The death of the traditional business plan has been discussed over and over again. Writing a business plan is often cited as the first thing an entrepreneur must do before starting any new venture. However, a traditional business plan rarely (if ever) survives the reality of the market once the full document is completed.
So, do you really need to sit down and write a traditional business plan, or is it a waste of time?
This is the question. No doubt this probably isn’t as big as the Nature vs. Nurture debate, but... it's very relevant to many small businesses and entrepreneurs.
What I mean by a ‘traditional business plan’ is the more detailed and much longer document that includes all the traditional sections that a business plan includes:
Within each of these main sections there are usually a number of sub-sections that break down into more detail.
So, what is the case against writing a traditional business plan, and what is the case for writing a traditional business plan?
There are really big names out there; huge influencers like life coach guru Tony Robbins who say "Throw out your business plan."
Robbins writes, "The pace of change in the professional world has accelerated to the point where a business plan is no longer enough to plot the future of your company with any certainty. Disruptive technologies or unexpected competitors can come along and displace your business overnight."
…I totally agree with this. BUT, this mainly applies to technology startups that are entering a niche market.
The problem with many people writing a traditional business plan is that most small businesses and entrepreneurs want to use their business plan as a cookbook. They want to follow it step by step like a recipe in order to grow their business. However, because it's such a fast-paced world, this simply doesn't work. This is the point Tony Robbins is trying to make. Yet Robbins’ target market does not include the ‘Mom and Pop’ shops out there that need extra working capital to purchase new equipment, or add additional staff.
There are still certain times when you must have an investor-ready business plan prepared.
A traditional business plan serves a specific purpose for a specific time and place. You can’t use your business plan as a cookbook. You have to realize that your business plan is a living document. It needs to be changed and enhanced continuously based on the business decisions you make.
If you’re seeking funding in any capacity, you will need some form of a business plan to present to investors and lenders. Here are the 3 situations where you will need to have a business plan written.
A traditional business plan is the foundation for your eventual funding and growth. Whether you’re seeking seed funding to launch or working capital to grow, an investor-ready business plan sets you up for success. When seeking a bank loan, your business plan must be unique to your specific business. It doesn’t have to be eye catching and flashy, but the content has to be your own. Let your lenders know why they should invest in your company, and in you.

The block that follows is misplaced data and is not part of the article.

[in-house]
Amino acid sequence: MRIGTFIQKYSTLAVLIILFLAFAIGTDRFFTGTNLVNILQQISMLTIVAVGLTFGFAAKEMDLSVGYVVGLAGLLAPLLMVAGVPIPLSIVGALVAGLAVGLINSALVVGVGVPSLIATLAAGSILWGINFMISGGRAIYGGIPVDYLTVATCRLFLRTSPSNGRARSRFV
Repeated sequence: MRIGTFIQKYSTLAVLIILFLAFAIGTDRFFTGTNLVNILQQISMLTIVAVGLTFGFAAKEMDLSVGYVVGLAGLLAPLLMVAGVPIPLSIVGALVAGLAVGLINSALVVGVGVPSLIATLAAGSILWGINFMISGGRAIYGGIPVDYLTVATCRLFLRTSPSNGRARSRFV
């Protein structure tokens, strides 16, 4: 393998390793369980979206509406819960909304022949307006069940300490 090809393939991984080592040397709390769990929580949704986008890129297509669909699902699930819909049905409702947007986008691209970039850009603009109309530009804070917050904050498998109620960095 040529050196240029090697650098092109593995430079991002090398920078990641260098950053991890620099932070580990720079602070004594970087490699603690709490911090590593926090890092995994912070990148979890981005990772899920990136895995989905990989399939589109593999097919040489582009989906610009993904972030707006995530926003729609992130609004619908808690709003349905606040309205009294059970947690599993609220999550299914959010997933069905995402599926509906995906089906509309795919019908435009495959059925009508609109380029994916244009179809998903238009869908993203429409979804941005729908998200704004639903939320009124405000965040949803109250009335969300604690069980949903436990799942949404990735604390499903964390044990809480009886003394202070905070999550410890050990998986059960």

In fact, the Small Business Administration (SBA) says directly on their website, “Before you start talking to lenders, have a look at the abbreviated checklist to see if you’re ready.”
And what the first item on that abbreviated checklist? “Business Plan.”
This is a very similar situation to seeking a bank loan. Unless you’re seeking funding from friends and family, nearly every private investor or investment firm will ask for some sort of business plan.
In this situation your business plan can be scaled back a bit from a ‘traditional business plan’, but it still has to include the 3 integral pieces of information; the where, the what, and the how.
Again, if you’re going public you will need a business plan. The Securities and Exchange Commission (SEC) requires all companies to include a business plan within their registration documents.
There’s a strong chance that if you’re reading this article, you probably aren’t going public… yet. Once you get to that point, you’ll be working with a securities law firm that has business plan writers (like me) to make sure you’re adhering to all SEC rules and regulations. However, this is a situation where you will need a business plan, so I needed to include it.
Besides the fact that writing a traditional business plan is required in many situations, the whole business plan writing process helps you discover valuable information to help you succeed. Even if you're not seeking funding, writing an investor-ready business plan as an internal roadmap can provide huge benefits to your business. You'll discover what competitors are doing, and find holes in the market that need to be filled. This leads you towards a better definition of your ideal customers, and in turn, a better sales and marketing strategy.
All that said, don't prioritize planning over doing. If your business plan is for your eyes only (an internal roadmap), make sure you're focusing on the Plan of Operations by actually DOING. Create milestones and goals, and then continuously edit your plan based on your decisions.
Cheers to success!
As always, you can always reach out for free resources to get you unstuck and eliminate the business plan writing overwhelm.